gap> list2 := Copy( list1 );;
gap> perm := Sortex( list1 );
(1,3,5,6,4)
gap> list1;
[ 1, 4, 5, 5, 6, 7 ]
gap> Permuted( list2, perm );
[ 1, 4, 5, 5, 6, 7 ] ```

`Permuted` (see Permuted) allows you to rearrange a list according to a given permutation.

27.39 SortingPerm

`SortingPerm( list )`

`SortingPerm` returns the permutation that must be applied to list to sort it into ascending order.

```    gap> list1 := [ 5, 4, 6, 1, 7, 5 ];;
gap> list2 := Copy( list1 );;
gap> perm := SortingPerm( list1 );
(1,3,5,6,4)
gap> list1;
[ 5, 4, 6, 1, 7, 5 ]
gap> Permuted( list2, perm );
[ 1, 4, 5, 5, 6, 7 ] ```

`Sortex( list )` (see Sortex) returns the same permutation as `SortingPerm( list )`, and also applies it to list (in place).

27.40 PermListList

`PermListList( list1, list2 )`

`PermListList` returns a permutation that may be applied to list1 to obtain list2, if there is one. Otherwise it returns `false`.

```    gap> list1 := [ 5, 4, 6, 1, 7, 5 ];;
gap> list2 := [ 4, 1, 7, 5, 5, 6 ];;
gap> perm := PermListList(list1, list2);
(1,2,4)(3,5,6)
gap> Permuted( list2, perm );
[ 5, 4, 6, 1, 7, 5 ] ```

27.41 Permuted

`Permuted( list, perm )`

`Permuted` returns a new list new that contains the elements of the list list permuted according to the permutation perm. That is `new[i^perm] = list[i]`.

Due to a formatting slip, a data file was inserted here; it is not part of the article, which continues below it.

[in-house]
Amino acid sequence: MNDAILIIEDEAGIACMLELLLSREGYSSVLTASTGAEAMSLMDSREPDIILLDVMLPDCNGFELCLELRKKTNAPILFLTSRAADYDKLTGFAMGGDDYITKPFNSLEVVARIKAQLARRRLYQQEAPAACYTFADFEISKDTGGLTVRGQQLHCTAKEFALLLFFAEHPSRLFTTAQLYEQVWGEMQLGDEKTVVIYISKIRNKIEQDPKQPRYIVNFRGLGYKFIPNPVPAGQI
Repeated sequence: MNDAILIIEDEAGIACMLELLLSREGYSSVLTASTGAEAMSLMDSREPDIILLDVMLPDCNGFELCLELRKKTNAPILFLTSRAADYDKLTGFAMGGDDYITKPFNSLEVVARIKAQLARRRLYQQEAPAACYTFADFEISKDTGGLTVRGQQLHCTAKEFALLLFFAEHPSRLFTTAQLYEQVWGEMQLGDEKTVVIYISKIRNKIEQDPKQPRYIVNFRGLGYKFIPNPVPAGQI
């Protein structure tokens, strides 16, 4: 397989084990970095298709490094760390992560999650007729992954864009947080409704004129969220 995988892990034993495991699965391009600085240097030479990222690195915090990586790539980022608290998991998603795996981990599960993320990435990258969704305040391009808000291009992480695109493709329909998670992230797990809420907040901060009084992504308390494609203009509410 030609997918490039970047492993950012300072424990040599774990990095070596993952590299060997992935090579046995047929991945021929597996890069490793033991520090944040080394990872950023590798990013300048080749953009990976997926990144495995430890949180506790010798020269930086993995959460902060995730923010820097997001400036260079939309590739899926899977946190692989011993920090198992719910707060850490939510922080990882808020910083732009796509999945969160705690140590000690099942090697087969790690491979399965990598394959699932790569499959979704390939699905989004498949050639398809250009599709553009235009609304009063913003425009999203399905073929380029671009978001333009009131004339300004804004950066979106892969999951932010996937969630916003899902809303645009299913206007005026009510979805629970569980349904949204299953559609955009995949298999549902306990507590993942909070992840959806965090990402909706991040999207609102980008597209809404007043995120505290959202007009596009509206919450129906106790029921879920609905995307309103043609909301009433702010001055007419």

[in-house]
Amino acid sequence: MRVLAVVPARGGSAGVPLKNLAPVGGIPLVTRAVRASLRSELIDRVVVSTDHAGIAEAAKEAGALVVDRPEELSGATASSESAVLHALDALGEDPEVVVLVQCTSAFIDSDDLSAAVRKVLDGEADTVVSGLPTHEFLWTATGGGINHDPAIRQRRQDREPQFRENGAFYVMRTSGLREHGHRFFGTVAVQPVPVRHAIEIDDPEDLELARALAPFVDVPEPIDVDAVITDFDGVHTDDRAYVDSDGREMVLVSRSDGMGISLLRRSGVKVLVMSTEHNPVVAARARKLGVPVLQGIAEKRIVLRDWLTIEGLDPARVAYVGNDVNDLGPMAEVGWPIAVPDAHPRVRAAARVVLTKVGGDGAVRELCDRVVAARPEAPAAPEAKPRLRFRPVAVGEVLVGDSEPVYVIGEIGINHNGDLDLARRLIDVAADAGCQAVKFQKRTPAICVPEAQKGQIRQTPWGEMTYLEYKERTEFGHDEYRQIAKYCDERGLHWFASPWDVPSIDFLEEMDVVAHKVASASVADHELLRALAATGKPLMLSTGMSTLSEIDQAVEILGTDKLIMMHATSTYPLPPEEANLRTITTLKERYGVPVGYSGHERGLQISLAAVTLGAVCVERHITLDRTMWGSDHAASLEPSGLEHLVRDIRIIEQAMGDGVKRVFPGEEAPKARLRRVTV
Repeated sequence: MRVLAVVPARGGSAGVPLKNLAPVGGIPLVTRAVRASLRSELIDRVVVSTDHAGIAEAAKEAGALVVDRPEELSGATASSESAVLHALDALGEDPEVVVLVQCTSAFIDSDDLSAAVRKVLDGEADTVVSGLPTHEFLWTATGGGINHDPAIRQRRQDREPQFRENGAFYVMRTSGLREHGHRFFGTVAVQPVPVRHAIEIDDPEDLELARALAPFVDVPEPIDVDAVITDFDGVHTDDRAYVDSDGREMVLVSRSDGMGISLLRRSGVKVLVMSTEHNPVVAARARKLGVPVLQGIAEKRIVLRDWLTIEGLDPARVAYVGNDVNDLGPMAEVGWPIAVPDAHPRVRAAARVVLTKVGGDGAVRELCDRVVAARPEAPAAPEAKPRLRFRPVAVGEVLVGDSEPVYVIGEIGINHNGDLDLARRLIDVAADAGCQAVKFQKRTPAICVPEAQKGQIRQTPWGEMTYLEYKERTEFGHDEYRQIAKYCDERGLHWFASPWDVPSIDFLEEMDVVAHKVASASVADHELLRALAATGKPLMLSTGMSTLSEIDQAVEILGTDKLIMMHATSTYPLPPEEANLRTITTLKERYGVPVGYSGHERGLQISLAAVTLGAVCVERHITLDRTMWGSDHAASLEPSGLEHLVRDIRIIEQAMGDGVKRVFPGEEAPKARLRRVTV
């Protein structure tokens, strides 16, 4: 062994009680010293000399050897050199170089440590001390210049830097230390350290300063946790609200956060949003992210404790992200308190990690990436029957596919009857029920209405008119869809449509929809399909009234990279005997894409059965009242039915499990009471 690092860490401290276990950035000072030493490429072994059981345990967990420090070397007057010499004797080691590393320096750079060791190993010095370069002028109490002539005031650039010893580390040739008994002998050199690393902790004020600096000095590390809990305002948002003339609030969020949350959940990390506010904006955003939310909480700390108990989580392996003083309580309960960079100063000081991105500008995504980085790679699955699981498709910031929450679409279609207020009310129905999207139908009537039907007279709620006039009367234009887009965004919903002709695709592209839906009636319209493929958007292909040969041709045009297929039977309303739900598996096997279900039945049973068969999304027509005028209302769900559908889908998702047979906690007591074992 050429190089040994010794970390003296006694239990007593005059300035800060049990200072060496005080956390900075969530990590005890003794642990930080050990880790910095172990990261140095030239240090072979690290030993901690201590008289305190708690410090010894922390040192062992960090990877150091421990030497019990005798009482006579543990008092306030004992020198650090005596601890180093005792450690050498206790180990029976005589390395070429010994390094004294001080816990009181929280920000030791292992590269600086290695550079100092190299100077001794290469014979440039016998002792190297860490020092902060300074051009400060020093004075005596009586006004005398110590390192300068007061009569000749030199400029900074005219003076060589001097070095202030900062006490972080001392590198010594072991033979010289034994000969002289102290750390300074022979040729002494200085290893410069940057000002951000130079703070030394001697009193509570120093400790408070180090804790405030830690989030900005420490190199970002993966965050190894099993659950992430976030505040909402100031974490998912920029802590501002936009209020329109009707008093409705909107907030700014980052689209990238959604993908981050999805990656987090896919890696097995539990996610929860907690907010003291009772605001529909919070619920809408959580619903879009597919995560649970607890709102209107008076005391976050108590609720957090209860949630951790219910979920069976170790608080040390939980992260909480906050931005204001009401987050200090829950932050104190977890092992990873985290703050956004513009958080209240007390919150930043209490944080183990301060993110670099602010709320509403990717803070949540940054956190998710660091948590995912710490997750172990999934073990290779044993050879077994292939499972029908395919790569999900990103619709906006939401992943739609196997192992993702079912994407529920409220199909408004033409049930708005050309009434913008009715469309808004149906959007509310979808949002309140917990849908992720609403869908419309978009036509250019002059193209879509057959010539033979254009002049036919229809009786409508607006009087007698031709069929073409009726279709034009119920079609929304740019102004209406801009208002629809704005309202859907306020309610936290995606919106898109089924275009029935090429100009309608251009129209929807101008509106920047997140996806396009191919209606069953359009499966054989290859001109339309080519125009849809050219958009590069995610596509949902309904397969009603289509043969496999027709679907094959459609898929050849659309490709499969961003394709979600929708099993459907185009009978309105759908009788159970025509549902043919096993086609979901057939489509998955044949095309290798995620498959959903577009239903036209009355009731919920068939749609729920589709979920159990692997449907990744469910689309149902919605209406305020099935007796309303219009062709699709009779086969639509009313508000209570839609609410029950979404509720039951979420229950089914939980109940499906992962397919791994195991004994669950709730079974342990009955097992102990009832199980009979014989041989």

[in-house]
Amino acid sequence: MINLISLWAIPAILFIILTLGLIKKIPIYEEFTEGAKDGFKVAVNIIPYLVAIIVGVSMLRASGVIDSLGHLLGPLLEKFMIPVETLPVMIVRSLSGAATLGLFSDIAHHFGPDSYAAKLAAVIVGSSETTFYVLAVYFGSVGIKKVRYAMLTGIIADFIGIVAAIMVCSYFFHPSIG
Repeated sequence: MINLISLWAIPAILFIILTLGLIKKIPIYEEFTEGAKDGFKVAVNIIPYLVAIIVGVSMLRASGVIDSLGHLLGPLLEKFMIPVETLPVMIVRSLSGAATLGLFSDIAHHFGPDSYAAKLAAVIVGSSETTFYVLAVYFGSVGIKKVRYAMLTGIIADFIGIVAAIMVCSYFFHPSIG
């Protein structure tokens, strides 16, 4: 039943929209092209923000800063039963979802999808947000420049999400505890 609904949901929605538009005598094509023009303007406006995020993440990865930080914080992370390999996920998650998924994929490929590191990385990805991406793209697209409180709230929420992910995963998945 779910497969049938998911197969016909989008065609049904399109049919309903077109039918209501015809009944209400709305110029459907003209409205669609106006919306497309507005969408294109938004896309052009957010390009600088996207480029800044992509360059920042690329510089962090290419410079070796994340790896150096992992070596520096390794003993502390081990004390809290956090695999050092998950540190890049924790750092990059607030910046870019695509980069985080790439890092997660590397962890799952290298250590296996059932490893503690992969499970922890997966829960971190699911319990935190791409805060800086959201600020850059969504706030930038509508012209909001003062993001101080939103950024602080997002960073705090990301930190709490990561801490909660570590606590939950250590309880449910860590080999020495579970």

```    gap> Permuted( [ 5, 4, 6, 1, 7, 5 ], (1,3,5,6,4) );
[ 1, 4, 5, 5, 6, 7 ] ```

`Sortex` (see Sortex) allows you to compute the permutation that must be applied to a list to get the sorted list.

27.42 Product

`Product( list )`
`Product( list, func )`

In the first form `Product` returns the product of the elements of the list list, which must have no holes. If list is empty, the integer 1 is returned.

In the second form `Product` applies the function func to each element of the list list, which must have no holes, and multiplies the results. If the list is empty, the integer 1 is returned.

```    gap> Product( [ 2, 3, 5, 7, 11, 13, 17, 19 ] );
9699690
gap> Product( [1..10], x->x^2 );
13168189440000
gap> Product( [ (1,2), (1,3), (1,4), (2,3), (2,4), (3,4) ] );
(1,4)(2,3) ```

`Sum` (see Sum) computes the sum of the elements of a list.

27.43 Sum

`Sum( list )`
`Sum( list, func )`

In the first form `Sum` returns the sum of the elements of the list list, which must have no holes. If list is empty 0 is returned.

In the second form `Sum` applies the function func to each element of the list list, which must have no holes, and sums the results. If the list is empty 0 is returned.

```    gap> Sum( [ 2, 3, 5, 7, 11, 13, 17, 19 ] );
77
gap> Sum( [1..10], x->x^2 );
385
gap> Sum( [ [1,2], [3,4], [5,6] ] );
[ 9, 12 ] ```

`Product` (see Product) computes the product of the elements of a list.

27.44 ValuePol

`ValuePol( list, x )`

list represents the coefficients of a polynomial. The function `ValuePol` returns the value of that polynomial at x, using Horner' s scheme. It thus represents the most efficient way to evaluate the value of a polynomial.

```    gap> q:=X(Rationals);;q.name:="q";;
gap> ValuePol([1..5],q);